The UX Happenings
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The UX Happenings

The Human Senses: And so it begins…

“Consider + document how you will be aware of your group regardless of distance using any combination of the 5 senses”

Group members 🤝: Damul Yang, Maria Carolina, Sebastian Ervi, Maria Shuttleworth

The first task.

Our first in-person lecture had us sit down for a welcome, followed by our first brief which set the stage for the following day. We were put into groups, and told to meet the next day at the following location:

51°31’20.4”N 0°06’07.0”W.

Amongst the buildings, and ensuring we stayed safe with the road just beside us, we spread out. (Images: Sebastian Ervi)

Sight.

We spread out around the four-way junction, each on a corner next to the pedestrian crossing. To stay connected from this distance I suggested we all wore something blue, and we all decided to wear crowns (+ a red hat), as well as a mask with a symbol drawn on.

(Doodles by me).

Sound.

Since shouting is the obvious option, Maria (Carolina) decided to try clapping; this worked even while walking further & further away.

Touch.

To maintain a sense of touch I brought along a roll of string. We all held on to different parts of it, communicating with each other by flicking/ pulling it. We were able to all stay connected regardless of distance, just as long as we were all holding on.

Smell.

Damul and I brought two different perfumes, and after making sure everyone was familiar with them, we put the perfume on our wrists and held them up to a team members nose. Keeping their eyes closed, they had to guess whose was whose.

Taste.

With our eyes closed, we tried some Finnish candy called Salmiakki (famous for its divisive flavour) that Sebastian brought. There was a countdown and we all tried it at the same time, scrunching up our faces from the strong liquorice flavour immediately; we were connected through our timely, similar responses.

The second task.

After having experimented with the five senses, we were then told to focus on Proprioception, Balance and Temperature, and how we can still feel a sense of togetherness when isolating and experimenting with these 3 senses.

Proprioception.

This was a bit of a tricky one, so we came up with a few more ideas.

  • I suggested we each held a part of the string, making sure we were an equal distance apart, and closed our eyes. Without any visual aids, or talking to each other, we had to use our sense of space to spread out and make a square.
  • Maria Carolina suggested we play the Brazilian game of futpano once with our eyes open, and then try again with our eyes closed. We had to sense where the ball on the sheet was in relation to our hands & body by its weight, and play accordingly.
  • Damul showed us a Korean game called 코끼리코 (Elephant’s nose) where you lose your balance by doing a funny pose and spinning. We did this with our eyes closed and then tried to find each other using our proprioception (whilst our balance was off).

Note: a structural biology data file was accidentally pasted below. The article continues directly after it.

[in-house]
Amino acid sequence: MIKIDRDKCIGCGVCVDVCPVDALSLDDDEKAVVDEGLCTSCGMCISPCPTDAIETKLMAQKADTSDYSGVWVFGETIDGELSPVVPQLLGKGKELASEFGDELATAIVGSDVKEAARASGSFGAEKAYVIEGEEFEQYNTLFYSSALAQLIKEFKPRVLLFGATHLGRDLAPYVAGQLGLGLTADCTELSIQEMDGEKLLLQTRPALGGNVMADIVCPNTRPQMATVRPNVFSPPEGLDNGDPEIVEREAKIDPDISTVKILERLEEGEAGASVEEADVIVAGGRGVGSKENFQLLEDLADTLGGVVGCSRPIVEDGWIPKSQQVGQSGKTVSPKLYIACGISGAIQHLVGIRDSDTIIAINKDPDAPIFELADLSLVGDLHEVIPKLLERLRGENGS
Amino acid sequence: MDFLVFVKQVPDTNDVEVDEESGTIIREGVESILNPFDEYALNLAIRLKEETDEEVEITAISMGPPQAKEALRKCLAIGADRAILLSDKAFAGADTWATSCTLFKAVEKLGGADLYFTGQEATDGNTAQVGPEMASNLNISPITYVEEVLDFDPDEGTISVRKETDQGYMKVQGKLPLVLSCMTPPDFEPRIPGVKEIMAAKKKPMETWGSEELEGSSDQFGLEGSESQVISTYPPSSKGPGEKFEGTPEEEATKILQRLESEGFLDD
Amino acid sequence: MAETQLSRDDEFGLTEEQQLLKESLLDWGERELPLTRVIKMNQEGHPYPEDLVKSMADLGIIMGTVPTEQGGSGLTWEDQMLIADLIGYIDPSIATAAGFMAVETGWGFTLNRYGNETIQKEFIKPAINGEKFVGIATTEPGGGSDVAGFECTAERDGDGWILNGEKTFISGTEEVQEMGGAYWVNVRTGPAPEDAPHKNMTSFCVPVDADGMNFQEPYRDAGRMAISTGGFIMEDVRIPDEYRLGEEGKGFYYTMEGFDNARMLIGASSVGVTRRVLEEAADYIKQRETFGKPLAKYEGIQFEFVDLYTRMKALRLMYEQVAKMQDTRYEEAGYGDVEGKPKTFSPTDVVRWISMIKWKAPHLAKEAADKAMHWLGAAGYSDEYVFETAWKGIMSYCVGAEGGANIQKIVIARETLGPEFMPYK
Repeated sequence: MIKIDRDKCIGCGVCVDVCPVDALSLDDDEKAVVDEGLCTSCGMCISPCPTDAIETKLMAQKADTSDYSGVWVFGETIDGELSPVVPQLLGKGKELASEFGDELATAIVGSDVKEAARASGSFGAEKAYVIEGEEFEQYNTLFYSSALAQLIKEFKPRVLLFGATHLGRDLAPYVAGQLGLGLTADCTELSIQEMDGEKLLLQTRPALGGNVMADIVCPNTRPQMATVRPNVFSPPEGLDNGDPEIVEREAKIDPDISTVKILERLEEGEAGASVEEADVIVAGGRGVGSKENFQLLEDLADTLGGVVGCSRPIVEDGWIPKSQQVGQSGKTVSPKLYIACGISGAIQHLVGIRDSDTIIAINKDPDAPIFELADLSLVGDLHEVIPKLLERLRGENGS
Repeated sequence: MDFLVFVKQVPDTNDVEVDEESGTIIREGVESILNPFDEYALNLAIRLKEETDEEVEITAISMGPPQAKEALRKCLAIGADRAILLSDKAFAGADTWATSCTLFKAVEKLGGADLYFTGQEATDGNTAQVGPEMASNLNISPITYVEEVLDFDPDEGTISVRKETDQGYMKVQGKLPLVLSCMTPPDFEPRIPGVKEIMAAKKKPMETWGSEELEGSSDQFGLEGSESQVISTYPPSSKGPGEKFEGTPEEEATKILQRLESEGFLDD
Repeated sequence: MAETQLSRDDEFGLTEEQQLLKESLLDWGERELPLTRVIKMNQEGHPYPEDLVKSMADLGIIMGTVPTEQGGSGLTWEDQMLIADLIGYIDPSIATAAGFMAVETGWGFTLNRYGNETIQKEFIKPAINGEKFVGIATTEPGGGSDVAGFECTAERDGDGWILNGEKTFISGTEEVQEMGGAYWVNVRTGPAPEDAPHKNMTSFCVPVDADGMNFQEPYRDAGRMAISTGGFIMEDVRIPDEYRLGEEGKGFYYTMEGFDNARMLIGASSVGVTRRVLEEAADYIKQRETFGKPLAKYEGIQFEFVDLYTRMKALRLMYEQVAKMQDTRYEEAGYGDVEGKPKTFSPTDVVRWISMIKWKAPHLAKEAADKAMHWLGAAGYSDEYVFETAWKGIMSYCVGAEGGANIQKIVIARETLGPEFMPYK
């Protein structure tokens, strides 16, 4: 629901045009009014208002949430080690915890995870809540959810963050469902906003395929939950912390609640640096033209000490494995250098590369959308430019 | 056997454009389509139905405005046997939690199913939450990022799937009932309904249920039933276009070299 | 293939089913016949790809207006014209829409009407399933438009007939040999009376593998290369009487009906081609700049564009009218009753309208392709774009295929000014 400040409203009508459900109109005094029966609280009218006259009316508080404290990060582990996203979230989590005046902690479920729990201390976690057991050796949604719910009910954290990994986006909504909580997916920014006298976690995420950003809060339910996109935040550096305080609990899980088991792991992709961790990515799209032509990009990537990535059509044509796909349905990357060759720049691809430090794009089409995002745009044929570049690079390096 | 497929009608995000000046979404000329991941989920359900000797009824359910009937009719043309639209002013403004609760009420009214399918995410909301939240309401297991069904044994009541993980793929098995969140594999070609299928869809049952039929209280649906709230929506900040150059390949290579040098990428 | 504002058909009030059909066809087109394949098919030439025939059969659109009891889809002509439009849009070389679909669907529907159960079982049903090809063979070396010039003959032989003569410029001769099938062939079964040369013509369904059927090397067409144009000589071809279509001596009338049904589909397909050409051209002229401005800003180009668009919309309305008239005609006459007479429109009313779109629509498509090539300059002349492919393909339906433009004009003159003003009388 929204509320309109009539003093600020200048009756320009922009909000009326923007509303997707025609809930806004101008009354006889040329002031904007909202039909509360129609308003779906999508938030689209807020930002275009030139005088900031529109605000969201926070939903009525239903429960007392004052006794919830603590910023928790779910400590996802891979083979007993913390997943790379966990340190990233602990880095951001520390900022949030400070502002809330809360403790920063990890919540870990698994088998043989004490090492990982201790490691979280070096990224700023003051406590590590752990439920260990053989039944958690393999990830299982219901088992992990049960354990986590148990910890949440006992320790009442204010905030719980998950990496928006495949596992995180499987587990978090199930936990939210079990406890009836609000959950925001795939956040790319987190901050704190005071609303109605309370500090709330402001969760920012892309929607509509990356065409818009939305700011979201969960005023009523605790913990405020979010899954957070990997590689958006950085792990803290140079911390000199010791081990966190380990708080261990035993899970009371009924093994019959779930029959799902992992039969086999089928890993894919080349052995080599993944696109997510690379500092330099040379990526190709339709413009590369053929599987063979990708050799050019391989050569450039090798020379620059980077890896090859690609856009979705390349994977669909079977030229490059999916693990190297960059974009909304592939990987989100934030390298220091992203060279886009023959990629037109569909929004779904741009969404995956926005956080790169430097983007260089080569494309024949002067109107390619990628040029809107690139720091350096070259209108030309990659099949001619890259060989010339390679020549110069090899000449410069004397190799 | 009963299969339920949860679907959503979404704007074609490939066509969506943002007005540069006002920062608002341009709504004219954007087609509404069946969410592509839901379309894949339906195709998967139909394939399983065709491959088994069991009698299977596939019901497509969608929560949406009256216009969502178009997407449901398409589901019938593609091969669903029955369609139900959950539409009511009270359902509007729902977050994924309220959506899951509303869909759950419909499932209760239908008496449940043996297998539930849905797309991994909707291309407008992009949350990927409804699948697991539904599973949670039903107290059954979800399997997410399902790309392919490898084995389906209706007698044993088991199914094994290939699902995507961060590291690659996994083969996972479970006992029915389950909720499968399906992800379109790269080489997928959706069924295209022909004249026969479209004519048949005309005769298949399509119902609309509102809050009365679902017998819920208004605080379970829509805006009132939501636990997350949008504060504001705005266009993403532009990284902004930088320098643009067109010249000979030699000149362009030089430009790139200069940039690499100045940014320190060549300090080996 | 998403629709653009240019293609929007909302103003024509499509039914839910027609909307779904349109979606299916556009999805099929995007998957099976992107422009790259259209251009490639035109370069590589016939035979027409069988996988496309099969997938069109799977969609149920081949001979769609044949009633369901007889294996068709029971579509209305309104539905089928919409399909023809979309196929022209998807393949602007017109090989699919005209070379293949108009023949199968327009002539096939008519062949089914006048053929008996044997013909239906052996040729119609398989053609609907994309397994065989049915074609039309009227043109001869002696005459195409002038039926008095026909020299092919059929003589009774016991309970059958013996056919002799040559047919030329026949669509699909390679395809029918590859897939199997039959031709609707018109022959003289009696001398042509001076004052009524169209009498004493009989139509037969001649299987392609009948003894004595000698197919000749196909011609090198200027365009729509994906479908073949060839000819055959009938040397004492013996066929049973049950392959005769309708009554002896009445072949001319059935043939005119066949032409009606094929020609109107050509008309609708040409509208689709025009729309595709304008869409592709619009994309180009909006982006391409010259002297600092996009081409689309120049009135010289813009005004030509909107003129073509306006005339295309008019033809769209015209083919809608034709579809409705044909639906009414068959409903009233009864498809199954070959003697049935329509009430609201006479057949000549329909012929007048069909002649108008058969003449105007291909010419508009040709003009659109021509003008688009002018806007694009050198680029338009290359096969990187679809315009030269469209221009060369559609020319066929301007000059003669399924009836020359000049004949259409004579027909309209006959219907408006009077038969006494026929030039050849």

Image: Sebastian Ervi.

Balance.

We found a curved bench that I thought would be interesting to walk across to test balance. I closed my eyes and held onto a piece of string that Damul and Maria Carolina were holding onto on either side. I slowly walked along the bench stepping slightly right or left depending on vibrations felt from the string e.g. if Sebastian tapped the string then I would veer right, and Damul left.

Image: Maria Carolina, Doodles by me.

Temperature.

To feel connected through temperature we came up with the idea of each taking it in turns to sit on a cold bench, heating it up with our body temperatures. When the next person would sit down, they’d feel that the other person had been there.

Finally, this wasn’t planned but when we sat down for our lunch and coffee break, we sensed a feeling of togetherness by looking through our pictures from the day, eating, drinking and talking together, as well as just being in the same cafe environment with the same music, and warmth from the inside.

Outcome.

We found that it was much easier to maintain contact through the first five senses than it was with the final three: Proprioception, Balance and Temperature. These three required a lot more thought, but I think the impact of the contact reached through these methods was more meaningful, and I personally felt more connected.

As I was the one taking the picture, Sebastian made sure to photoshop me in ;)

Part 2 of this project in my next post: The Human Senses: Presentation. >>>

References

  • Yanagisawa, H., Miyazaki, C. and Bouchard, C., 2017. KANSEI MODELING METHODOLOGY FOR MULTISENSORY UX DESIGN. Proceedings of the 21st International Conference on Engineering Design (ICED17), 8: Human Behaviour in Design, Vancouver, Canada, 21.-25.08.2017

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Maria S

Personal blog for MA User Experience Design at University of Arts London